Confession: I haven't yet taken down my Christmas tree. (Thank goodness it's artificial!)

I like it. I like the little lights. I like the holiday glow. And I really like that every ornament on the tree connects to some piece of family history or a special story. When I was a kid, my mom let me pick out an ornament every year. Then, when I left home as a young adult, I brought all my ornaments with me.

I started the same tradition with my son. And every year I also always add one ornament that signifies something from my year.

In 2012 I neglected to find or buy an ornament for the year. I keep a list of which ornaments my son picks out and which I add every year. So I was bit bothered by that empty space next to my own choice for 2012.

And then, last week, when I returned from 12 days in Ohio with my family, there was a package waiting for me. I opened it up and it was a handmade star ornament, with glitter! This ornament was a gift from an exceptional 10-year-old boy from Wisconsin named Christopher.

Christopher is the son of one of my wonderful coaching clients. In December, Christopher launched a program called "Socks for Seniors," in which he collected nearly 200 pairs of new socks to distribute to the elderly. I'd heard about his generous efforts and sent him a note and small gift card to congratulate him on his program and tell him how inspired I was.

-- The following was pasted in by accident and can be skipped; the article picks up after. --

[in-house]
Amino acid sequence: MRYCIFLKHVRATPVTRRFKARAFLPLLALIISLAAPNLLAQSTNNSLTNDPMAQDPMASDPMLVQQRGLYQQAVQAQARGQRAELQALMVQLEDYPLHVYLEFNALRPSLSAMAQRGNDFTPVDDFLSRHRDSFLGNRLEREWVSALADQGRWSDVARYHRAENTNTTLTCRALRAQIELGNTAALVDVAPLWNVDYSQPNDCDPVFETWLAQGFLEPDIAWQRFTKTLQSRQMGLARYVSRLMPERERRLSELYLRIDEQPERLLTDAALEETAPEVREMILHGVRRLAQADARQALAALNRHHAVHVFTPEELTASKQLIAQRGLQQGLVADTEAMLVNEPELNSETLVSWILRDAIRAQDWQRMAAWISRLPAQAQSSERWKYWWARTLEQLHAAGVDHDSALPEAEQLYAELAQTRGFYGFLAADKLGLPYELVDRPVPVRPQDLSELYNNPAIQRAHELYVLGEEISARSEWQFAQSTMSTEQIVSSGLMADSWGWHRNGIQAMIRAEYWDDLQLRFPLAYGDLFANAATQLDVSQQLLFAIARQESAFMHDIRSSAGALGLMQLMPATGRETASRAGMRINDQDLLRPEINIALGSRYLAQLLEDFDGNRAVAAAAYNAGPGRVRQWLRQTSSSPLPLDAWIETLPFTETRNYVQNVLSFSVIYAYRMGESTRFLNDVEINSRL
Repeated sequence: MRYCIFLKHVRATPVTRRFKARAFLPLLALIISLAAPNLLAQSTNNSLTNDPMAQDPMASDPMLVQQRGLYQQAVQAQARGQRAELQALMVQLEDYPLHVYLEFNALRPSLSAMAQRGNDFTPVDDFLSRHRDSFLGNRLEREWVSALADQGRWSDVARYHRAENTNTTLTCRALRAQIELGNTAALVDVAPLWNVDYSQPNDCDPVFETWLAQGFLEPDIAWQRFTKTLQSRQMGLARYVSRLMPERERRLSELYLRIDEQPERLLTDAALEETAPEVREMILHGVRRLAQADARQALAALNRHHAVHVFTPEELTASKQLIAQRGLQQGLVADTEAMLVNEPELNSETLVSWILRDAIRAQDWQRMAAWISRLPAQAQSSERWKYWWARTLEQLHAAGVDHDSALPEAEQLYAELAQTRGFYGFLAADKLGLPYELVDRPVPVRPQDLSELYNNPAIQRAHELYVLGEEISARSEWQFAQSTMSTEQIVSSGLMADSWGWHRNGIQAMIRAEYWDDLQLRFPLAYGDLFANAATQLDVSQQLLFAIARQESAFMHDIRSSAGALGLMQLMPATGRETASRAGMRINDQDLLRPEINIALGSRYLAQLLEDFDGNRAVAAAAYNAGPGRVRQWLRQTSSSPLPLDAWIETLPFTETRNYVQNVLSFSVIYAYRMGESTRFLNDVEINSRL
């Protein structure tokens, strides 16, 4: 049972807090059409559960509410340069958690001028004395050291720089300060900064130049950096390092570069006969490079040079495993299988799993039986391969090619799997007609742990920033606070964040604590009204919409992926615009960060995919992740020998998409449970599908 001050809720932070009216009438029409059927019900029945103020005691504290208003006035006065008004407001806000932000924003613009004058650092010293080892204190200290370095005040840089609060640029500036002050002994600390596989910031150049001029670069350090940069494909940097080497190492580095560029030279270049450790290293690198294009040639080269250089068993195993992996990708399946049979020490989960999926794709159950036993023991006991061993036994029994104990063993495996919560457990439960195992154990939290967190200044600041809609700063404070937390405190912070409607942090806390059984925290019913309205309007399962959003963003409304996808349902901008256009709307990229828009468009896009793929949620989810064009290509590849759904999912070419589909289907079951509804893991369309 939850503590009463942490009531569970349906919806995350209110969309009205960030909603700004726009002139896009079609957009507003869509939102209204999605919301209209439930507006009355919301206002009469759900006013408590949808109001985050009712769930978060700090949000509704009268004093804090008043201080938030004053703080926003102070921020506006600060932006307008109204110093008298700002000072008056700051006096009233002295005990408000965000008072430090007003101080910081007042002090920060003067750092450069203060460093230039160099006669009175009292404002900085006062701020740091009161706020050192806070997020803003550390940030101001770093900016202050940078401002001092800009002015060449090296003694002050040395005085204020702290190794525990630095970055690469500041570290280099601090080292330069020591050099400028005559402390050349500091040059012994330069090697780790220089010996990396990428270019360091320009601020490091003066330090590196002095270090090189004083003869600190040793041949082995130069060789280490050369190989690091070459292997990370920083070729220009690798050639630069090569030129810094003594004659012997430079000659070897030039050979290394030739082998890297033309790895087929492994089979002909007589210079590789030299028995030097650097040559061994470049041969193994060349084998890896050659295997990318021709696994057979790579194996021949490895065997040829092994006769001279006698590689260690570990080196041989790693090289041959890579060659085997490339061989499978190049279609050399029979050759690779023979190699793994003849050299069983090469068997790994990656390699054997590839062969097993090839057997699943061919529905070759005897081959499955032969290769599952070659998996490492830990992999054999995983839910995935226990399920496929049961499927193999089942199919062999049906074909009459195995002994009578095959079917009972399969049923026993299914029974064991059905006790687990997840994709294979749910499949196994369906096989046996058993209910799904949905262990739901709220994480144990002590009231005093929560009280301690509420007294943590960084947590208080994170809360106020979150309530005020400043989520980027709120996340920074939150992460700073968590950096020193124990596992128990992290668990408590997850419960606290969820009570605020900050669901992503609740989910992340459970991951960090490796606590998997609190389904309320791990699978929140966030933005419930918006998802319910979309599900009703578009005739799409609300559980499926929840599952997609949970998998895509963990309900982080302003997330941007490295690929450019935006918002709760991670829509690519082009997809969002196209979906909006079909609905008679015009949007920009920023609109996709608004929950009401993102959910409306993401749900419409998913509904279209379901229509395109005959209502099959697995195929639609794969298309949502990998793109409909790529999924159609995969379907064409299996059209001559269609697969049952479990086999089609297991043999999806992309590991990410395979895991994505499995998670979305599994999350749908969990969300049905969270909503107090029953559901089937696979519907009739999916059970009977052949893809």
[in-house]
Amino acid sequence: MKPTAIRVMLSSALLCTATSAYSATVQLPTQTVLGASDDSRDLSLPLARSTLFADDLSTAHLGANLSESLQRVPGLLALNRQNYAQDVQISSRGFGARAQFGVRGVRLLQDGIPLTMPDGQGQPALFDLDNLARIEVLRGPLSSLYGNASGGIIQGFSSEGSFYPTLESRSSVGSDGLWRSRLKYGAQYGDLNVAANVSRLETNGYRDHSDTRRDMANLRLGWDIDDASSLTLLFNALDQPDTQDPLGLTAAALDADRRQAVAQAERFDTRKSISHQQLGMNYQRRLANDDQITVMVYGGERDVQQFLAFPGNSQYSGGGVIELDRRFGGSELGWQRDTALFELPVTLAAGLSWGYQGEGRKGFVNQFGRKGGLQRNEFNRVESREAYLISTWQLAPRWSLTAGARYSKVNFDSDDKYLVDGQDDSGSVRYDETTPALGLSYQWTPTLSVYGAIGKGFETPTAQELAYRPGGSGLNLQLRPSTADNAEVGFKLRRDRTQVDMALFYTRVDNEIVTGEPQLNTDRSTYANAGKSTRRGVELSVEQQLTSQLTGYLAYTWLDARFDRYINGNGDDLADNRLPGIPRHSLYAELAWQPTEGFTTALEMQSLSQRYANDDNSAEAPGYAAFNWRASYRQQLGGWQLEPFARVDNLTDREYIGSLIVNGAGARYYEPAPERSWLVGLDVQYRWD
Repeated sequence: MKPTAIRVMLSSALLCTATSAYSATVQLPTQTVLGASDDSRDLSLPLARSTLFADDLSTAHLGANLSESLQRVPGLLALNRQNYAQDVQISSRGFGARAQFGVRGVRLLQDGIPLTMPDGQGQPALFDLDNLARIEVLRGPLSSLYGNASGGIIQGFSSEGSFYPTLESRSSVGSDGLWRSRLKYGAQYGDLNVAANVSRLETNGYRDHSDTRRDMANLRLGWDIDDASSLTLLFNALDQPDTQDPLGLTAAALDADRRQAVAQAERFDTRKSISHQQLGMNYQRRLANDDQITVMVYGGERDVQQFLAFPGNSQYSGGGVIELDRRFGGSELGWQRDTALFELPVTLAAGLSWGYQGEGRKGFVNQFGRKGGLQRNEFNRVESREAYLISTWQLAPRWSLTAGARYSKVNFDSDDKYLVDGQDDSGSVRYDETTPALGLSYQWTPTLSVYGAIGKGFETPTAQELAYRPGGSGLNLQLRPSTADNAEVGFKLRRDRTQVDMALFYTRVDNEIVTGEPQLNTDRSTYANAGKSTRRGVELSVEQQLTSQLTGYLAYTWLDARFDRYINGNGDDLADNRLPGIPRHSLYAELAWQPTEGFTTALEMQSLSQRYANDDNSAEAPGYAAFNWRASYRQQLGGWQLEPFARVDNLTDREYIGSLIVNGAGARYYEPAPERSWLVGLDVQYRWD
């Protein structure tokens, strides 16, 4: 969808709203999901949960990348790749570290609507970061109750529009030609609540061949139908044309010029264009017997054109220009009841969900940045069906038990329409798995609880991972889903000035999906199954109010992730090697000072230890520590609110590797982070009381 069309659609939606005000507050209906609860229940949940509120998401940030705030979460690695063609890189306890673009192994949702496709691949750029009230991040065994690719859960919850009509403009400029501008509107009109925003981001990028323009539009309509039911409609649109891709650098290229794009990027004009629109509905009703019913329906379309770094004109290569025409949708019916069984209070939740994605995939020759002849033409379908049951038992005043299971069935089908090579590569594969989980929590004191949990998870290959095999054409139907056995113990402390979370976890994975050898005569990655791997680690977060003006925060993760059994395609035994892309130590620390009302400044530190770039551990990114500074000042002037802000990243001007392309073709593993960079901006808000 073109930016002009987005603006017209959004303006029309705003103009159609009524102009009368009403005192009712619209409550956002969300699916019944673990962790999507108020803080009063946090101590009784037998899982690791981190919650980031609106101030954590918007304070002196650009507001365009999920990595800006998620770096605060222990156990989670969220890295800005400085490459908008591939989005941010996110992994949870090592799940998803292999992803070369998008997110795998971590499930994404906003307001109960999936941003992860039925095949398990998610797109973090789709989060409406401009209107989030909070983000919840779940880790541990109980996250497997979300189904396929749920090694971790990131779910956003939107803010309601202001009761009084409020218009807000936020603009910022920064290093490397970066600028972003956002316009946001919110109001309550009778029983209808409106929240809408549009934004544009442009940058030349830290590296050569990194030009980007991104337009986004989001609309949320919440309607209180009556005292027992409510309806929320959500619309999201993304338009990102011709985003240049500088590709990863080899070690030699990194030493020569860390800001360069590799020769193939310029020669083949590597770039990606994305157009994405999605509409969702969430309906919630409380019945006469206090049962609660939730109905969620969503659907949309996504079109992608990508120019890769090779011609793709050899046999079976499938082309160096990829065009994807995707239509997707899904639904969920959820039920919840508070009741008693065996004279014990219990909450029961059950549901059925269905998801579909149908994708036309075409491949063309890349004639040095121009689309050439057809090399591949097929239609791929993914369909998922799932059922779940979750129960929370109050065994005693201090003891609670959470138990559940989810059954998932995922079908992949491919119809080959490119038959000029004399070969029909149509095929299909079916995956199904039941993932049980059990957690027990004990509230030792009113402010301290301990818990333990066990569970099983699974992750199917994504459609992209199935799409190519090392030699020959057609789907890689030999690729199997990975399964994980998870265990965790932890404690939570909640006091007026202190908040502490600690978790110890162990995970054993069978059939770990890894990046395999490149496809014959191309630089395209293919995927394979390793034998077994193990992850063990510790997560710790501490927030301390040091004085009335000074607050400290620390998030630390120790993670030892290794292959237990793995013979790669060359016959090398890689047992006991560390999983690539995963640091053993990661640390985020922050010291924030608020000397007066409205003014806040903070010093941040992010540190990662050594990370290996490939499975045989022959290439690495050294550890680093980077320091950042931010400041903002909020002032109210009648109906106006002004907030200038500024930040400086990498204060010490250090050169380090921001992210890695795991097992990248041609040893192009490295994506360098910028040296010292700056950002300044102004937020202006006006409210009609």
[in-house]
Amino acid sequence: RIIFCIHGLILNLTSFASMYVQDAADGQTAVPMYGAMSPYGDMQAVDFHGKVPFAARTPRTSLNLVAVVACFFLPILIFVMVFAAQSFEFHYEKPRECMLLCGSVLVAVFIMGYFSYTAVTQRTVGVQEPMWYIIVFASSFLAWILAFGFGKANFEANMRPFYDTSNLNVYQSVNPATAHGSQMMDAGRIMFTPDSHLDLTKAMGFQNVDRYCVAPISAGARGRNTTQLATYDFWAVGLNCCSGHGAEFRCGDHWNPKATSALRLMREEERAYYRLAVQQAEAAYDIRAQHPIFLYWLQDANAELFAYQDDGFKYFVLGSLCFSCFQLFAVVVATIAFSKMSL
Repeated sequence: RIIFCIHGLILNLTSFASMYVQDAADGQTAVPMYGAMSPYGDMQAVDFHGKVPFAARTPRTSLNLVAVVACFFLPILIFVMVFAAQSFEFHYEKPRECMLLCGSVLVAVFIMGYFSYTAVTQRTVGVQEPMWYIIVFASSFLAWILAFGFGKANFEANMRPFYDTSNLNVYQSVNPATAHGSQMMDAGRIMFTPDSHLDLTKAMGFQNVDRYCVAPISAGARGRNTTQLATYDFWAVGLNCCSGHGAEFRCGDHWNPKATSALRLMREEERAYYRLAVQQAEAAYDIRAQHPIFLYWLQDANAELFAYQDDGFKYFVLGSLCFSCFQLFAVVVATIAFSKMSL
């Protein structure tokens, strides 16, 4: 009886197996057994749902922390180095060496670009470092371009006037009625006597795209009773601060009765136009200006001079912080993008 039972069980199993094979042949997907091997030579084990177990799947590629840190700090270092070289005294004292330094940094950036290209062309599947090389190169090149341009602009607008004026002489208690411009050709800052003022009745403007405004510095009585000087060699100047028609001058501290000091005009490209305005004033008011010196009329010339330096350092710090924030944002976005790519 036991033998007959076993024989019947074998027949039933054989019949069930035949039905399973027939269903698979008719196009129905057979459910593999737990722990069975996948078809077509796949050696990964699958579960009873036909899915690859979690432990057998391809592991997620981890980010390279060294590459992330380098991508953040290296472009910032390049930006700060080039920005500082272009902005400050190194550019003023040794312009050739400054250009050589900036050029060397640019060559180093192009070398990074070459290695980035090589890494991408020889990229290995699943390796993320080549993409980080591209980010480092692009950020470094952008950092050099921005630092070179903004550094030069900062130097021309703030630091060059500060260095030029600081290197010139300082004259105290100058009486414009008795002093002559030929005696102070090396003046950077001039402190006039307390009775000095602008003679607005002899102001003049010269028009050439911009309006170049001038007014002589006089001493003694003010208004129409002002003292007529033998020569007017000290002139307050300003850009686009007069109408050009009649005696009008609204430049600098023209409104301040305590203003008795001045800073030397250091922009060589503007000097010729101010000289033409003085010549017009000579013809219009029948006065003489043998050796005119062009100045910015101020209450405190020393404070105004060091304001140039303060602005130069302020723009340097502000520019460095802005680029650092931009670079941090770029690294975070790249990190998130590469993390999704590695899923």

As a thank you, he sent me a card back and the wonderful ornament he'd made! (See, that's it, in the photo!).

What I love so much about this ornament, besides the simple fact that it was a gift from such an amazing kid, is that it truly does represent something very significant and personal to me about 2012. One of the most valuable experiences I had was my 48-48-48 Kindness Project, which I launched for my 48th birthday. I offered 48 acts of kindness to 48 people in 48 hours. It was an incredible experience in so many ways — but mostly in showing me how easy and possible it is to find connections to strangers when we're willing to show up, be fully present, and make an offering.

Christopher did that through his sock project. And by sending a stranger (me!) a special ornament. When I see this ornament, each of those pieces of glitter reminds me of how he reached out to dozens of seniors by giving them socks. It reminds me of my birthday project where I got to connect with so many amazing strangers. It reminds me how fun and easy it was to connect with a terrific 10-year-old 2000 miles away. And it reminds me of all the possible and potential connections we can make with others out in the world.

All that glitters is not gold. But sometimes, like with Christopher's ornament, it's worth way more than gold!

See why it's so hard to take my tree down?!